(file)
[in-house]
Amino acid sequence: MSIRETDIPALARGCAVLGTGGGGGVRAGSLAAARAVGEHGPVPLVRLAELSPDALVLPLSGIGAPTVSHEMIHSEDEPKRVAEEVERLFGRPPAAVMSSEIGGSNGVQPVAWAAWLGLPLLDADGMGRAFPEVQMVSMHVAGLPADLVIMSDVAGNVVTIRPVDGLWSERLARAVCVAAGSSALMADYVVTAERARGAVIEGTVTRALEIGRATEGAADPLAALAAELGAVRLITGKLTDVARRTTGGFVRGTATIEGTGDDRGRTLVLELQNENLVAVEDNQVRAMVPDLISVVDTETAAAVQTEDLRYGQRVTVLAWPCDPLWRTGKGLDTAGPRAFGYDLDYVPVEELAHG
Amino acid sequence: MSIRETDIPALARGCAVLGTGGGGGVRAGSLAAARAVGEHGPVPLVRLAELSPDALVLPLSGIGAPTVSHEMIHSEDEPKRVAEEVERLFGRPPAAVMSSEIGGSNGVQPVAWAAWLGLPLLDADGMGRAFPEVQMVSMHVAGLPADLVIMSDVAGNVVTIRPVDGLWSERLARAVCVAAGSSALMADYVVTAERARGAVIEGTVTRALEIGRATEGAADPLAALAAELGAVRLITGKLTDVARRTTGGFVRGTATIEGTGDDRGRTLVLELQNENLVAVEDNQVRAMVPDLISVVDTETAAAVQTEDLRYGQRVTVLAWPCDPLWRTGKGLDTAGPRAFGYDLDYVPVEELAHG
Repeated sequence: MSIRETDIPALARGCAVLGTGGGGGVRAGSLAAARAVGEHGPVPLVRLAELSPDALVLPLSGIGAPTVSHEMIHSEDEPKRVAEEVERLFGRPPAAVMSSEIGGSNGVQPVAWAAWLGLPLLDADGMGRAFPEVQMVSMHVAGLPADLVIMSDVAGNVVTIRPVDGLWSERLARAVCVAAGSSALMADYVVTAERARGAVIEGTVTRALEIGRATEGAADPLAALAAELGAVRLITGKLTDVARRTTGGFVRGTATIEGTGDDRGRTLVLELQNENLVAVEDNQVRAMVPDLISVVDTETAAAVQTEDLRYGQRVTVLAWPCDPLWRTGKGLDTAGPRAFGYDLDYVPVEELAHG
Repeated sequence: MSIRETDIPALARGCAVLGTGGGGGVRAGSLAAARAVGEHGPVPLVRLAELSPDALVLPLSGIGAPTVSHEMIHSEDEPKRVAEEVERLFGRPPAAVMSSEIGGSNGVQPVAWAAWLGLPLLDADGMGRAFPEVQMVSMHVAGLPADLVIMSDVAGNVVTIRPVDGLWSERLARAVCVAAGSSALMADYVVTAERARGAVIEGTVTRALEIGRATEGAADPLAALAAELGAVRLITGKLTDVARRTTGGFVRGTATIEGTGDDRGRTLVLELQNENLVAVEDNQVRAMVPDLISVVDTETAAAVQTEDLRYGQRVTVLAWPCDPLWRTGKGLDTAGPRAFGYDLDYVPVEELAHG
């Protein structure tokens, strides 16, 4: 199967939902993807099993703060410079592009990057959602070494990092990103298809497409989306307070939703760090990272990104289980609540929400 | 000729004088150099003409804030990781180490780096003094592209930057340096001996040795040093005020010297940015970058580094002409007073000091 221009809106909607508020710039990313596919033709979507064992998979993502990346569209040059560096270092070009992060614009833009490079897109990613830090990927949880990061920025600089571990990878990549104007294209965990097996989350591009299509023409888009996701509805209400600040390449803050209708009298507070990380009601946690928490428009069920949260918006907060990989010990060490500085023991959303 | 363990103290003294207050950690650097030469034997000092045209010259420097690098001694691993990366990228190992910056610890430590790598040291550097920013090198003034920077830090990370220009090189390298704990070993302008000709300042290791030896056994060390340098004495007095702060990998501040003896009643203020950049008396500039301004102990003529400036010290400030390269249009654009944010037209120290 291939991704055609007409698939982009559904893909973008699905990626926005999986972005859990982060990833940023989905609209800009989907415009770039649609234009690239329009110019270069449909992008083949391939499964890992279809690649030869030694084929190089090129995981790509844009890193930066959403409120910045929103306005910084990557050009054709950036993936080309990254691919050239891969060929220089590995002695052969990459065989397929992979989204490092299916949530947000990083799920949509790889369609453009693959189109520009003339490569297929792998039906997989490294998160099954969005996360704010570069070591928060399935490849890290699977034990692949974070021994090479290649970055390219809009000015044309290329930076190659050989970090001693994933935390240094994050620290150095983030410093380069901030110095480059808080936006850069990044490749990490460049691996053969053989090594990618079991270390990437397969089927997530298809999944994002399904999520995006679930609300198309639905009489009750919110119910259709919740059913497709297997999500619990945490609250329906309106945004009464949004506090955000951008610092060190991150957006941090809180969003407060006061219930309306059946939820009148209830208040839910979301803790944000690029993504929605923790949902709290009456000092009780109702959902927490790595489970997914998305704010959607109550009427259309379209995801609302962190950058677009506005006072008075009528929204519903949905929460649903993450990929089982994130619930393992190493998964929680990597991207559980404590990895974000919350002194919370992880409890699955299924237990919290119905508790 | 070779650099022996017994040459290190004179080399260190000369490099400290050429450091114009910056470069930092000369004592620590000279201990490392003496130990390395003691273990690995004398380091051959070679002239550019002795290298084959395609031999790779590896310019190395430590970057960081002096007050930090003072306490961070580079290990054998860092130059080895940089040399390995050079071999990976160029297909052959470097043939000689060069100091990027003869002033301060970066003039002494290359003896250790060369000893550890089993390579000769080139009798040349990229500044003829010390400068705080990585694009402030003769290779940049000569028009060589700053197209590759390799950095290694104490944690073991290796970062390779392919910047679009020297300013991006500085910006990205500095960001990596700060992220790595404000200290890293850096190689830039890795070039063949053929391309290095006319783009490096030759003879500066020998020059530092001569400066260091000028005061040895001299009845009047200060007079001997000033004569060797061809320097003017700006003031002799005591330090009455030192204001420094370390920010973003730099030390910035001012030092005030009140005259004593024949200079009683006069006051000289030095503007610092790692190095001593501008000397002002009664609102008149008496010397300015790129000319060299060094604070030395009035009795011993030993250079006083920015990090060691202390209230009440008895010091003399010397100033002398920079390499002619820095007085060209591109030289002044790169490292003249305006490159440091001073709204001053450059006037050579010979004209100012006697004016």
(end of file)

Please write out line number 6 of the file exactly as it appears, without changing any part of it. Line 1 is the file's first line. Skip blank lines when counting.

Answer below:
């Protein structure tokens, strides 16, 4: 199967939902993807099993703060410079592009990057959602070494990092990103298809497409989306307070939703760090990272990104289980609540929400 | 000729004088150099003409804030990781180490780096003094592209930057340096001996040795040093005020010297940015970058580094002409007073000091 221009809106909607508020710039990313596919033709979507064992998979993502990346569209040059560096270092070009992060614009833009490079897109990613830090990927949880990061920025600089571990990878990549104007294209965990097996989350591009299509023409888009996701509805209400600040390449803050209708009298507070990380009601946690928490428009069920949260918006907060990989010990060490500085023991959303 | 363990103290003294207050950690650097030469034997000092045209010259420097690098001694691993990366990228190992910056610890430590790598040291550097920013090198003034920077830090990370220009090189390298704990070993302008000709300042290791030896056994060390340098004495007095702060990998501040003896009643203020950049008396500039301004102990003529400036010290400030390269249009654009944010037209120290 291939991704055609007409698939982009559904893909973008699905990626926005999986972005859990982060990833940023989905609209800009989907415009770039649609234009690239329009110019270069449909992008083949391939499964890992279809690649030869030694084929190089090129995981790509844009890193930066959403409120910045929103306005910084990557050009054709950036993936080309990254691919050239891969060929220089590995002695052969990459065989397929992979989204490092299916949530947000990083799920949509790889369609453009693959189109520009003339490569297929792998039906997989490294998160099954969005996360704010570069070591928060399935490849890290699977034990692949974070021994090479290649970055390219809009000015044309290329930076190659050989970090001693994933935390240094994050620290150095983030410093380069901030110095480059808080936006850069990044490749990490460049691996053969053989090594990618079991270390990437397969089927997530298809999944994002399904999520995006679930609300198309639905009489009750919110119910259709919740059913497709297997999500619990945490609250329906309106945004009464949004506090955000951008610092060190991150957006941090809180969003407060006061219930309306059946939820009148209830208040839910979301803790944000690029993504929605923790949902709290009456000092009780109702959902927490790595489970997914998305704010959607109550009427259309379209995801609302962190950058677009506005006072008075009528929204519903949905929460649903993450990929089982994130619930393992190493998964929680990597991207559980404590990895974000919350002194919370992880409890699955299924237990919290119905508790 | 070779650099022996017994040459290190004179080399260190000369490099400290050429450091114009910056470069930092000369004592620590000279201990490392003496130990390395003691273990690995004398380091051959070679002239550019002795290298084959395609031999790779590896310019190395430590970057960081002096007050930090003072306490961070580079290990054998860092130059080895940089040399390995050079071999990976160029297909052959470097043939000689060069100091990027003869002033301060970066003039002494290359003896250790060369000893550890089993390579000769080139009798040349990229500044003829010390400068705080990585694009402030003769290779940049000569028009060589700053197209590759390799950095290694104490944690073991290796970062390779392919910047679009020297300013991006500085910006990205500095960001990596700060992220790595404000200290890293850096190689830039890795070039063949053929391309290095006319783009490096030759003879500066020998020059530092001569400066260091000028005061040895001299009845009047200060007079001997000033004569060797061809320097003017700006003031002799005591330090009455030192204001420094370390920010973003730099030390910035001012030092005030009140005259004593024949200079009683006069006051000289030095503007610092790692190095001593501008000397002002009664609102008149008496010397300015790129000319060299060094604070030395009035009795011993030993250079006083920015990090060691202390209230009440008895010091003399010397100033002398920079390499002619820095007085060209591109030289002044790169490292003249305006490159440091001073709204001053450059006037050579010979004209100012006697004016």